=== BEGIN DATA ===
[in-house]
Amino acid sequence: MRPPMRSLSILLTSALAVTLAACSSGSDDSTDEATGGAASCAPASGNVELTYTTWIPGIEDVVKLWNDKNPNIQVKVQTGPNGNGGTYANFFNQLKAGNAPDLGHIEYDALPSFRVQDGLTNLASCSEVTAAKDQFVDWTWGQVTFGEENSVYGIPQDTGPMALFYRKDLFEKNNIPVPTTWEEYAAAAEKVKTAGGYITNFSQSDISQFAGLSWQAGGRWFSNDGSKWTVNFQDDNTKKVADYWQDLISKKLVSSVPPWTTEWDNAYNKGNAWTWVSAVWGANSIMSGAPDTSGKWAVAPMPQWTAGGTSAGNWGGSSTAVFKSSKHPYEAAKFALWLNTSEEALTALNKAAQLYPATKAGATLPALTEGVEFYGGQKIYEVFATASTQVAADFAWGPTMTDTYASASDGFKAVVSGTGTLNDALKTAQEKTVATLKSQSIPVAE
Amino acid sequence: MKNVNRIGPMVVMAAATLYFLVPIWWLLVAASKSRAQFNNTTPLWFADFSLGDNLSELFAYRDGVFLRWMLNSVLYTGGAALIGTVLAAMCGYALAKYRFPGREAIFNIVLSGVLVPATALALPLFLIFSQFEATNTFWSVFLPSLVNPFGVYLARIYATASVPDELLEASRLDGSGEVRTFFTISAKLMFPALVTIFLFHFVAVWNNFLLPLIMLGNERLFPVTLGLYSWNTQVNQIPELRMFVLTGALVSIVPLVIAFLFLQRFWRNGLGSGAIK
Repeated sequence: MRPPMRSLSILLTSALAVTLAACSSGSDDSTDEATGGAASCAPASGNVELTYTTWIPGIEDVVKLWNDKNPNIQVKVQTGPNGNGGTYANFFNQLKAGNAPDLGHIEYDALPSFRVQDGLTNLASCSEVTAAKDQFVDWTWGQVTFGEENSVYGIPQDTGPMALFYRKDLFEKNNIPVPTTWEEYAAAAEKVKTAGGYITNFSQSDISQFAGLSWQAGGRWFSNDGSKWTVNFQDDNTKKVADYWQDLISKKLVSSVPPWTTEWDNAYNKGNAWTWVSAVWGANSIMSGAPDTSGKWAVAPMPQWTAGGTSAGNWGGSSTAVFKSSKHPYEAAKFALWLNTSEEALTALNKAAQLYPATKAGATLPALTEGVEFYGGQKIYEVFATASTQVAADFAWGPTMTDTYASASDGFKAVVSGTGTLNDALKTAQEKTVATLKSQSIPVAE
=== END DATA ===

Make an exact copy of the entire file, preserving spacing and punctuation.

[in-house]
Amino acid sequence: MRPPMRSLSILLTSALAVTLAACSSGSDDSTDEATGGAASCAPASGNVELTYTTWIPGIEDVVKLWNDKNPNIQVKVQTGPNGNGGTYANFFNQLKAGNAPDLGHIEYDALPSFRVQDGLTNLASCSEVTAAKDQFVDWTWGQVTFGEENSVYGIPQDTGPMALFYRKDLFEKNNIPVPTTWEEYAAAAEKVKTAGGYITNFSQSDISQFAGLSWQAGGRWFSNDGSKWTVNFQDDNTKKVADYWQDLISKKLVSSVPPWTTEWDNAYNKGNAWTWVSAVWGANSIMSGAPDTSGKWAVAPMPQWTAGGTSAGNWGGSSTAVFKSSKHPYEAAKFALWLNTSEEALTALNKAAQLYPATKAGATLPALTEGVEFYGGQKIYEVFATASTQVAADFAWGPTMTDTYASASDGFKAVVSGTGTLNDALKTAQEKTVATLKSQSIPVAE
Amino acid sequence: MKNVNRIGPMVVMAAATLYFLVPIWWLLVAASKSRAQFNNTTPLWFADFSLGDNLSELFAYRDGVFLRWMLNSVLYTGGAALIGTVLAAMCGYALAKYRFPGREAIFNIVLSGVLVPATALALPLFLIFSQFEATNTFWSVFLPSLVNPFGVYLARIYATASVPDELLEASRLDGSGEVRTFFTISAKLMFPALVTIFLFHFVAVWNNFLLPLIMLGNERLFPVTLGLYSWNTQVNQIPELRMFVLTGALVSIVPLVIAFLFLQRFWRNGLGSGAIK
Repeated sequence: MRPPMRSLSILLTSALAVTLAACSSGSDDSTDEATGGAASCAPASGNVELTYTTWIPGIEDVVKLWNDKNPNIQVKVQTGPNGNGGTYANFFNQLKAGNAPDLGHIEYDALPSFRVQDGLTNLASCSEVTAAKDQFVDWTWGQVTFGEENSVYGIPQDTGPMALFYRKDLFEKNNIPVPTTWEEYAAAAEKVKTAGGYITNFSQSDISQFAGLSWQAGGRWFSNDGSKWTVNFQDDNTKKVADYWQDLISKKLVSSVPPWTTEWDNAYNKGNAWTWVSAVWGANSIMSGAPDTSGKWAVAPMPQWTAGGTSAGNWGGSSTAVFKSSKHPYEAAKFALWLNTSEEALTALNKAAQLYPATKAGATLPALTEGVEFYGGQKIYEVFATASTQVAADFAWGPTMTDTYASASDGFKAVVSGTGTLNDALKTAQEKTVATLKSQSIPVAE